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MRI explodes at NJ veterinary hospital

by Gus Iversen, Editor in Chief | March 09, 2015
MRI Risk Management
A New Jersey veterinary hospital's MRI exploded on Friday around noon, as three construction workers were disassembling the unit for replacement.

At the time of the explosion there were roughly 60 animals and 100 staff members in the western part of the Oradell Animal Hospital, where the explosion took place. Some of those animals were undergoing operations when it happened.

The explosion caused a portion of the hospital's roof to collapse. All three construction workers were injured in the blast, one of whom is in critical condition at Hackensack University Medical Center.

According to news reports, the hospital employees staged a fast and efficient evacuation. Some animals were taken to neighborhood stores for temporary shelter while others with more urgent medical needs were taken to other veterinary hospitals. No animals or hospital employees were injured in the explosion, and the following statement was posted to the facility's Facebook page:

"All of our employees, clients and patients were carefully evacuated out of our building today due to the explosion. Each and every one of our employees worked together during the situation and they all get a great big thank you. A huge thank you goes out to our partners: Bergen police and emergency units, Animal Control, HoHoKus Animal Hospital, Park Ridge Animal Hospital, Franklin Lakes Animal Hospital, Ashley Pochick from Merial, and Mangiamo! Pizza on Route 17. We thank everyone very, very much."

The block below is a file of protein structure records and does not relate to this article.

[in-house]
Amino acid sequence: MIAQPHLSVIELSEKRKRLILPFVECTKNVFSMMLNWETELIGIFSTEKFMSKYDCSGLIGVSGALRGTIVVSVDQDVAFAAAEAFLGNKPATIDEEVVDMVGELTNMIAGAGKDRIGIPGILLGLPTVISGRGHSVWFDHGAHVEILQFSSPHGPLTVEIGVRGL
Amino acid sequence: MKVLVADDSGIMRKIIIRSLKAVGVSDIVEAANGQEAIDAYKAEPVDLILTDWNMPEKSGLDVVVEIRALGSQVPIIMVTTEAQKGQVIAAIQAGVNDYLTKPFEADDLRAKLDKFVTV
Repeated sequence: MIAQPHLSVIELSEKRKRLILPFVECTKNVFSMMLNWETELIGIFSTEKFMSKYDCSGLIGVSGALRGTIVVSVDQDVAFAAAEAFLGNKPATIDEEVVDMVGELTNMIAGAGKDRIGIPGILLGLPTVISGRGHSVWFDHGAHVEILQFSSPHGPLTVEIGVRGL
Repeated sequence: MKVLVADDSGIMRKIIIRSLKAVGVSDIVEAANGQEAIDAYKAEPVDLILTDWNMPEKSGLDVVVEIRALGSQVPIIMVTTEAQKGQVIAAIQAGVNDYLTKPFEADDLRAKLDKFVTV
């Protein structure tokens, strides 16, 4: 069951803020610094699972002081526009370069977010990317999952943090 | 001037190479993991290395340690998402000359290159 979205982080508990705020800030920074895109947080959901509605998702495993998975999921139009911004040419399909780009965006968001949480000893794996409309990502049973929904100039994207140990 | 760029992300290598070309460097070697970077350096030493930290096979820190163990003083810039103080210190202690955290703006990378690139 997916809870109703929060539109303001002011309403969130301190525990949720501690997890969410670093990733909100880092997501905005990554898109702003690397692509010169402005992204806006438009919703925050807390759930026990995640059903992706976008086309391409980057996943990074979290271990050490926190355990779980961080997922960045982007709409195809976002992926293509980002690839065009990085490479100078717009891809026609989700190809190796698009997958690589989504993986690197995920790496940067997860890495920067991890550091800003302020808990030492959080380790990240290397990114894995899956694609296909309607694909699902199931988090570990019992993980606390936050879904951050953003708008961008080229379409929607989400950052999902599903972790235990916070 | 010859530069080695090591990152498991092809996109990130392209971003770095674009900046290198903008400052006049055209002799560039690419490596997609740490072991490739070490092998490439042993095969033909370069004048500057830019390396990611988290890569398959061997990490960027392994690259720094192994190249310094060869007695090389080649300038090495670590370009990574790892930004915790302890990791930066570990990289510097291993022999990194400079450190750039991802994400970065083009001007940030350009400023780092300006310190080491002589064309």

The hospital was established in 1961 and, according to its website, is one of the largest and most technologically advanced veterinary facilities in the world.

Matt Du Vall

MRI explosions

March 13, 2015 10:26

I do hope there will be a follow up with a detailed cause of the exposion. This information should be sent to out to potenial companies that my be contracted to remove old MRI units. What cautions that need to be observed to prevent this from happening agian.
There are smaller facilities that may use professionals that are not train in removing such equipment to save cost of getting a new unit. This would be much needed information. Or maybe the OEM needs to supply this information instead of it calling "proprital information".

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